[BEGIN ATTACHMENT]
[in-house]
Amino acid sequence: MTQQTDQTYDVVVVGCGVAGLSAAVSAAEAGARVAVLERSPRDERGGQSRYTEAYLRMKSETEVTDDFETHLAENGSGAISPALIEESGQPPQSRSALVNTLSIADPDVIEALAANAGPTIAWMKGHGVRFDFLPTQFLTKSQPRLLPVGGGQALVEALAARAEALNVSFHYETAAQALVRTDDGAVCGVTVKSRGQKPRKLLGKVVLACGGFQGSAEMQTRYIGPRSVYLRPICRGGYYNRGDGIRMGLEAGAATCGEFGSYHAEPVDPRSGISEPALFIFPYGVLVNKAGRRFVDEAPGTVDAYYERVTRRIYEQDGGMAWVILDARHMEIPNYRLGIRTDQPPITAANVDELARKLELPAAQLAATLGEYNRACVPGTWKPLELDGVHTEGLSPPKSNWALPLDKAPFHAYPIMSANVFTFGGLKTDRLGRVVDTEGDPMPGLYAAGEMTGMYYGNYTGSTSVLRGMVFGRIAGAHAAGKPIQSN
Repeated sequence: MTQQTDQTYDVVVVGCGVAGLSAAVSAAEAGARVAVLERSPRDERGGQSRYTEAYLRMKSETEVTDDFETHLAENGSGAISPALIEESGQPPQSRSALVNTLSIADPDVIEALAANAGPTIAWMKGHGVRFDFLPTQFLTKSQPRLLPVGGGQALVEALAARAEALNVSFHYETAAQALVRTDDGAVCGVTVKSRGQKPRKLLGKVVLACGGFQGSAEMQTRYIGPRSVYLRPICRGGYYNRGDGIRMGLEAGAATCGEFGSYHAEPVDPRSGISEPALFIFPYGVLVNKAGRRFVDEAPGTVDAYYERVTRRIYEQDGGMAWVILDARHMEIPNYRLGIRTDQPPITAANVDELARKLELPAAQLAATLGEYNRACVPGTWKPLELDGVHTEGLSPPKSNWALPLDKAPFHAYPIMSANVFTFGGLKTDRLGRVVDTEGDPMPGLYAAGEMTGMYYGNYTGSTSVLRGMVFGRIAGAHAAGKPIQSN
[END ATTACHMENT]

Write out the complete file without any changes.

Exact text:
[in-house]
Amino acid sequence: MTQQTDQTYDVVVVGCGVAGLSAAVSAAEAGARVAVLERSPRDERGGQSRYTEAYLRMKSETEVTDDFETHLAENGSGAISPALIEESGQPPQSRSALVNTLSIADPDVIEALAANAGPTIAWMKGHGVRFDFLPTQFLTKSQPRLLPVGGGQALVEALAARAEALNVSFHYETAAQALVRTDDGAVCGVTVKSRGQKPRKLLGKVVLACGGFQGSAEMQTRYIGPRSVYLRPICRGGYYNRGDGIRMGLEAGAATCGEFGSYHAEPVDPRSGISEPALFIFPYGVLVNKAGRRFVDEAPGTVDAYYERVTRRIYEQDGGMAWVILDARHMEIPNYRLGIRTDQPPITAANVDELARKLELPAAQLAATLGEYNRACVPGTWKPLELDGVHTEGLSPPKSNWALPLDKAPFHAYPIMSANVFTFGGLKTDRLGRVVDTEGDPMPGLYAAGEMTGMYYGNYTGSTSVLRGMVFGRIAGAHAAGKPIQSN
Repeated sequence: MTQQTDQTYDVVVVGCGVAGLSAAVSAAEAGARVAVLERSPRDERGGQSRYTEAYLRMKSETEVTDDFETHLAENGSGAISPALIEESGQPPQSRSALVNTLSIADPDVIEALAANAGPTIAWMKGHGVRFDFLPTQFLTKSQPRLLPVGGGQALVEALAARAEALNVSFHYETAAQALVRTDDGAVCGVTVKSRGQKPRKLLGKVVLACGGFQGSAEMQTRYIGPRSVYLRPICRGGYYNRGDGIRMGLEAGAATCGEFGSYHAEPVDPRSGISEPALFIFPYGVLVNKAGRRFVDEAPGTVDAYYERVTRRIYEQDGGMAWVILDARHMEIPNYRLGIRTDQPPITAANVDELARKLELPAAQLAATLGEYNRACVPGTWKPLELDGVHTEGLSPPKSNWALPLDKAPFHAYPIMSANVFTFGGLKTDRLGRVVDTEGDPMPGLYAAGEMTGMYYGNYTGSTSVLRGMVFGRIAGAHAAGKPIQSN